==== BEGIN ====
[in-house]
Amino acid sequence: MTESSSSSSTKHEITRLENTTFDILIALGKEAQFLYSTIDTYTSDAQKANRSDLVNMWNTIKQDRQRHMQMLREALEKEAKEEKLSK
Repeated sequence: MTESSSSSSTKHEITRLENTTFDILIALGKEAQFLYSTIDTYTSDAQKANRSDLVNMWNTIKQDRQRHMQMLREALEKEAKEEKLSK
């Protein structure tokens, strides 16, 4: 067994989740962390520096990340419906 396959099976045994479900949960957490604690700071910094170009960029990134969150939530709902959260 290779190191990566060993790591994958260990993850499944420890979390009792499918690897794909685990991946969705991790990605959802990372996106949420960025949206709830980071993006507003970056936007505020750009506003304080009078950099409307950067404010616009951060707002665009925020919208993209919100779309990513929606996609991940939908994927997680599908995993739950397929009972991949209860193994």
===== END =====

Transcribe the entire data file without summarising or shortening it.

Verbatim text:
[in-house]
Amino acid sequence: MTESSSSSSTKHEITRLENTTFDILIALGKEAQFLYSTIDTYTSDAQKANRSDLVNMWNTIKQDRQRHMQMLREALEKEAKEEKLSK
Repeated sequence: MTESSSSSSTKHEITRLENTTFDILIALGKEAQFLYSTIDTYTSDAQKANRSDLVNMWNTIKQDRQRHMQMLREALEKEAKEEKLSK
């Protein structure tokens, strides 16, 4: 067994989740962390520096990340419906 396959099976045994479900949960957490604690700071910094170009960029990134969150939530709902959260 290779190191990566060993790591994958260990993850499944420890979390009792499918690897794909685990991946969705991790990605959802990372996106949420960025949206709830980071993006507003970056936007505020750009506003304080009078950099409307950067404010616009951060707002665009925020919208993209919100779309990513929606996609991940939908994927997680599908995993739950397929009972991949209860193994």